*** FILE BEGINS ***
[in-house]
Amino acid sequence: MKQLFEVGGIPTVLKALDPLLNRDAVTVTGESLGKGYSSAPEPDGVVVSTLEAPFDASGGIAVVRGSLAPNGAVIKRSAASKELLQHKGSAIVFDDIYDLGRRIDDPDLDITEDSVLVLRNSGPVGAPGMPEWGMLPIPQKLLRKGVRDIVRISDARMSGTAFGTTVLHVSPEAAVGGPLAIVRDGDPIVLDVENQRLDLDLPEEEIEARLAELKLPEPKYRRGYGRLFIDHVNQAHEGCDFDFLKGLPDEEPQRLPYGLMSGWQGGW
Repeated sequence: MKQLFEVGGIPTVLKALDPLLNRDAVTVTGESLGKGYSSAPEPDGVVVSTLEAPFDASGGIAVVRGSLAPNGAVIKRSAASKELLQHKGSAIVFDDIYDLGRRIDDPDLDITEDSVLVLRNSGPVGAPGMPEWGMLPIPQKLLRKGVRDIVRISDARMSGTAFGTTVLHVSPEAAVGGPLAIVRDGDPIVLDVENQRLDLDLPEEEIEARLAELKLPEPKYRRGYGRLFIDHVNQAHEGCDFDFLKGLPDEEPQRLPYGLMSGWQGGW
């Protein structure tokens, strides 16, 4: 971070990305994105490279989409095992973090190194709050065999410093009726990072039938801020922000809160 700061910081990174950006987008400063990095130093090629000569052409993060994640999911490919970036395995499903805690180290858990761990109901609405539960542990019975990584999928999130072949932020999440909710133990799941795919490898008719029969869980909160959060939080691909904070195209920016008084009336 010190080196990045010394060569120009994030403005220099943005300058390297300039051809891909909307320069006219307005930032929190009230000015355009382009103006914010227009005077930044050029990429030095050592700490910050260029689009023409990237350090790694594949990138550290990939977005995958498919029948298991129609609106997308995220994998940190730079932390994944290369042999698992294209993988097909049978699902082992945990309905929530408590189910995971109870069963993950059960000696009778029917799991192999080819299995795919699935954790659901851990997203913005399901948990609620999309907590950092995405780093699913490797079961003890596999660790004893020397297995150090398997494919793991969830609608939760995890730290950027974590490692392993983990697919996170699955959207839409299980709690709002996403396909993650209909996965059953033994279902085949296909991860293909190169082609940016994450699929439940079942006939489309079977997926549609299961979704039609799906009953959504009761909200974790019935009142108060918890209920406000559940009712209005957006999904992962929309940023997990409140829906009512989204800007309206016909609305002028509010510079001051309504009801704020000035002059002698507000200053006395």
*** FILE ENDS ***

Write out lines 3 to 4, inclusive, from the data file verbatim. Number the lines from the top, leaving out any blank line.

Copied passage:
Repeated sequence: MKQLFEVGGIPTVLKALDPLLNRDAVTVTGESLGKGYSSAPEPDGVVVSTLEAPFDASGGIAVVRGSLAPNGAVIKRSAASKELLQHKGSAIVFDDIYDLGRRIDDPDLDITEDSVLVLRNSGPVGAPGMPEWGMLPIPQKLLRKGVRDIVRISDARMSGTAFGTTVLHVSPEAAVGGPLAIVRDGDPIVLDVENQRLDLDLPEEEIEARLAELKLPEPKYRRGYGRLFIDHVNQAHEGCDFDFLKGLPDEEPQRLPYGLMSGWQGGW
């Protein structure tokens, strides 16, 4: 971070990305994105490279989409095992973090190194709050065999410093009726990072039938801020922000809160 700061910081990174950006987008400063990095130093090629000569052409993060994640999911490919970036395995499903805690180290858990761990109901609405539960542990019975990584999928999130072949932020999440909710133990799941795919490898008719029969869980909160959060939080691909904070195209920016008084009336 010190080196990045010394060569120009994030403005220099943005300058390297300039051809891909909307320069006219307005930032929190009230000015355009382009103006914010227009005077930044050029990429030095050592700490910050260029689009023409990237350090790694594949990138550290990939977005995958498919029948298991129609609106997308995220994998940190730079932390994944290369042999698992294209993988097909049978699902082992945990309905929530408590189910995971109870069963993950059960000696009778029917799991192999080819299995795919699935954790659901851990997203913005399901948990609620999309907590950092995405780093699913490797079961003890596999660790004893020397297995150090398997494919793991969830609608939760995890730290950027974590490692392993983990697919996170699955959207839409299980709690709002996403396909993650209909996965059953033994279902085949296909991860293909190169082609940016994450699929439940079942006939489309079977997926549609299961979704039609799906009953959504009761909200974790019935009142108060918890209920406000559940009712209005957006999904992962929309940023997990409140829906009512989204800007309206016909609305002028509010510079001051309504009801704020000035002059002698507000200053006395």